#MeToo hits WWF China as executive sues woman who accused him of sexual assault
Former accountant at wildlife conservation group says her boss forced himself on her, a charge he is now challenging
A senior executive at the wildlife conservation organisation WWF China is suing a former employee who accused him of sexual harassment in July under the #MeToo banner, according to a post on the woman’s social media account.
Wang Qi, a 28-year-old who worked as an accountant with the charity’s wildlife trade monitoring network, Traffic, on Thursday posted photos on her Weibo page of legal documents outlining a defamation suit against her.
She also said in an interview with the South China Morning Post that she had launched a counter-suit and was seeking legal advice.
The images Wang posted on Thursday appear to show that Zhou Fei, a chief programme officer at WWF China, filed the defamation suit on August 27. They accuse her of “malicious slander” and causing “substantial damage to his reputation”.
The suit says also that Wang’s original social media post in which she made her allegations was shared more than 10,000 times on Weibo – China’s Twitter-like platform – and on other websites.
Wang is the second woman in China to have made an accusation of sexual harassment using the MeToo hashtag and then be sued by her alleged perpetrator.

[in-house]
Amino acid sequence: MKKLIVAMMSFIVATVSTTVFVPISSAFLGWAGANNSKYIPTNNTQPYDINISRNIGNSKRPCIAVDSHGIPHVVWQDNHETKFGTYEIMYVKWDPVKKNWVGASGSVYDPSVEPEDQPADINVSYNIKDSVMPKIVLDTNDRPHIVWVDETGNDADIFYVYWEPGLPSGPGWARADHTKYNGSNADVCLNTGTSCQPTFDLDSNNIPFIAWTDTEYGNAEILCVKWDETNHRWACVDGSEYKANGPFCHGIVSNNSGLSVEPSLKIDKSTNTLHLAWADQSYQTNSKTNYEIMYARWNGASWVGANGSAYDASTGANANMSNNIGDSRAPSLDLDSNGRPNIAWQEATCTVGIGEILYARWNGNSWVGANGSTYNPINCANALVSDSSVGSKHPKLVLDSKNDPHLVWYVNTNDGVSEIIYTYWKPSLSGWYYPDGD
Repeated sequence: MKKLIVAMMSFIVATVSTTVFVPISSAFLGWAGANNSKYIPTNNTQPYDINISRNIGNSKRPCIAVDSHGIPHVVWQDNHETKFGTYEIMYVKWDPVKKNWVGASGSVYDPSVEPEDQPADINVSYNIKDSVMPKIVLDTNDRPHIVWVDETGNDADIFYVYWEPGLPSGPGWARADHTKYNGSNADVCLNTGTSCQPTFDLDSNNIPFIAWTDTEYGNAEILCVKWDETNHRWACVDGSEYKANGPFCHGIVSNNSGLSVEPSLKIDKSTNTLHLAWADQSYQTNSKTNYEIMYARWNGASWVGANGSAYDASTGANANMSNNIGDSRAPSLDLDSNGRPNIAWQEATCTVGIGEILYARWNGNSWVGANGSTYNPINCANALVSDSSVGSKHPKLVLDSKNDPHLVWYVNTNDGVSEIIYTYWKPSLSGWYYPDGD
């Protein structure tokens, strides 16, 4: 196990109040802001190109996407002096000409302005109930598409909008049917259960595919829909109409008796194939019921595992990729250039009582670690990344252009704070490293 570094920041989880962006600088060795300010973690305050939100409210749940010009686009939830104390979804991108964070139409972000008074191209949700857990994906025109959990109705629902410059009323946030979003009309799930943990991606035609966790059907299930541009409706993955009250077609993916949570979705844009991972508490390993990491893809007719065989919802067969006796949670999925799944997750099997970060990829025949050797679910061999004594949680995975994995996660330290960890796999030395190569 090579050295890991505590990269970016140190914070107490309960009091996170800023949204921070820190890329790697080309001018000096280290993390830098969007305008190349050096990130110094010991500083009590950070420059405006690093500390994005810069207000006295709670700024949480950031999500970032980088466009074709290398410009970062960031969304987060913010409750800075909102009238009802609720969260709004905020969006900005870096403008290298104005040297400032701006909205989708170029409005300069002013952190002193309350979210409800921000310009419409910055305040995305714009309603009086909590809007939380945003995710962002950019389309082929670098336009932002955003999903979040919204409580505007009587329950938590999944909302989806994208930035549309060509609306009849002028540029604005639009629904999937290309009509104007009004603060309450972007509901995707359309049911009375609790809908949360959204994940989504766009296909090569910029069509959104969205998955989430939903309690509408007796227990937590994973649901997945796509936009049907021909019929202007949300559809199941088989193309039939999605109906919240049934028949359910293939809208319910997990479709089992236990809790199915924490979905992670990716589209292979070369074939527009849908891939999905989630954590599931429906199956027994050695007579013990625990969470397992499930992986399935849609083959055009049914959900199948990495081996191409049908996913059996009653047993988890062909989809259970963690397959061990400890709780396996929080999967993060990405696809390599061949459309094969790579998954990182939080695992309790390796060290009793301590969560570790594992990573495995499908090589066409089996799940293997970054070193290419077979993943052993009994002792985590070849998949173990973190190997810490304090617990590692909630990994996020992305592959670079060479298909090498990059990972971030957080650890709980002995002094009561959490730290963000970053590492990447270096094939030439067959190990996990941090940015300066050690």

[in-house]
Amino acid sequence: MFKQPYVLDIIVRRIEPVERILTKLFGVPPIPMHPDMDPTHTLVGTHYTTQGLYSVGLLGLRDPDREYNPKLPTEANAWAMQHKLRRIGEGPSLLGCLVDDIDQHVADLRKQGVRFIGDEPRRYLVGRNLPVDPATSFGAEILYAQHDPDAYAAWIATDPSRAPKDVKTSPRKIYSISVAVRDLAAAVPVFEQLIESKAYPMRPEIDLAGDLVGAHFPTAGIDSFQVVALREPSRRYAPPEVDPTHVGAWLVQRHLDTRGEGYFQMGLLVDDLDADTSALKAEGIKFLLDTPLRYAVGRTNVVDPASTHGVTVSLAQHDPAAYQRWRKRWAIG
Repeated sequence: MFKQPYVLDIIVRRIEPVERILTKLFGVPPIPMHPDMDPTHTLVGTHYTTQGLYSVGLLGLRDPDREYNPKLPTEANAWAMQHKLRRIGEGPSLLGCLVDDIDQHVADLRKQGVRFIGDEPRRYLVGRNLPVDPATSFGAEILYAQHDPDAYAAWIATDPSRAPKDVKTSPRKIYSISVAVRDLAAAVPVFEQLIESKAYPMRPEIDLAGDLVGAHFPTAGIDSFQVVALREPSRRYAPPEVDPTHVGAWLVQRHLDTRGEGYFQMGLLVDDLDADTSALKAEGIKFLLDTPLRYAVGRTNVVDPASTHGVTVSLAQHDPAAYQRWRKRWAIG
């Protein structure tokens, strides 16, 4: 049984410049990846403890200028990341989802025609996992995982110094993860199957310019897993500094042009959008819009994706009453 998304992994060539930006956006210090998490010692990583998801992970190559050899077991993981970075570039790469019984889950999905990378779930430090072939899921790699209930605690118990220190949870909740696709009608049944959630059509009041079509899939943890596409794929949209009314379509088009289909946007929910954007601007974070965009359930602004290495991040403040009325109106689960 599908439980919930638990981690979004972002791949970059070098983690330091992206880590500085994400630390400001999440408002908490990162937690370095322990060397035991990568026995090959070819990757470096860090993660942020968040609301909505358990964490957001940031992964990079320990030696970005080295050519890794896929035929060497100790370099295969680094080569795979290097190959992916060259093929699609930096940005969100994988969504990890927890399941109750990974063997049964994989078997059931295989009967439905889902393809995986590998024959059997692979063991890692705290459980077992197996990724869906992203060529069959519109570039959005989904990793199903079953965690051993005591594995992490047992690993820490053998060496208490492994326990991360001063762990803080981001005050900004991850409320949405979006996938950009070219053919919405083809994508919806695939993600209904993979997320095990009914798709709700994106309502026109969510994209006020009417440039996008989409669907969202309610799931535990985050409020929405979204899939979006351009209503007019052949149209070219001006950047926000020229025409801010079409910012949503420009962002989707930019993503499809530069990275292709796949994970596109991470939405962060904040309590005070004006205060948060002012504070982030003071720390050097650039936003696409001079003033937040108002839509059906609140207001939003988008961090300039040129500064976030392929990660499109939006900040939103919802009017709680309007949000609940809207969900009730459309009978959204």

Zhu Jun, a host on Chinese state broadcaster CCTV last month filed a suit against a former intern who accused him of sexual assault.
In her original post, Wang said a former boss, surnamed Zhou, at WWF China forcibly kissed her during a works outing to Xishuangbanna in Yunnan province in 2016. She said he continued to pester her and that she resigned the following year after suffering from depression.
“When I was about to quit, I told international HR, ‘Please tell my female colleagues to stay vigilant. I don’t want you to conduct an investigation until I’ve left. In Beijing I have no rights or power, I am only an ordinary person, and I am scared to death’,” she wrote.
Wang said in the July post that she met WWF lawyers in April to discuss her allegations as part of a companywide investigation.
WWF China said in a statement on July 25 that an investigation into an anonymous sexual harassment complaint had taken place but that it found “insufficient evidence” of an assault.
“We have not published the results of the investigation according to the wishes of the person who raised the complaint,” the organisation said on its official Weibo page.
Wang countered those claims the same day, saying she had not seen the results of the inquiry and denied telling the company to make them public.
She also posted a photograph of her resignation letter, a copy of which she had earlier sent to her lawyer.
It read: “Unfortunately, as a result of what happened between you and me in the early hours at Xishuangbanna, I could not stop the onset of depression. After that day, the figure I respected and admired completely collapsed into a monster, into a nightmare.”
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A timeline of Wang’s claims have been published on Matters.news, as some of her posts have been removed from Weibo.
“This situation involves the #MeToo movement and discussion of sexual harassment, which has already been shut off,” she told the Post.
“It involves problems with the reputation of a high-ranking manager at an international NGO with good links to the Chinese government, as well as issues with WWF’s statement, investigation and even its reputation.”
Repeated calls to WWF China’s Beijing office went unanswered on Friday.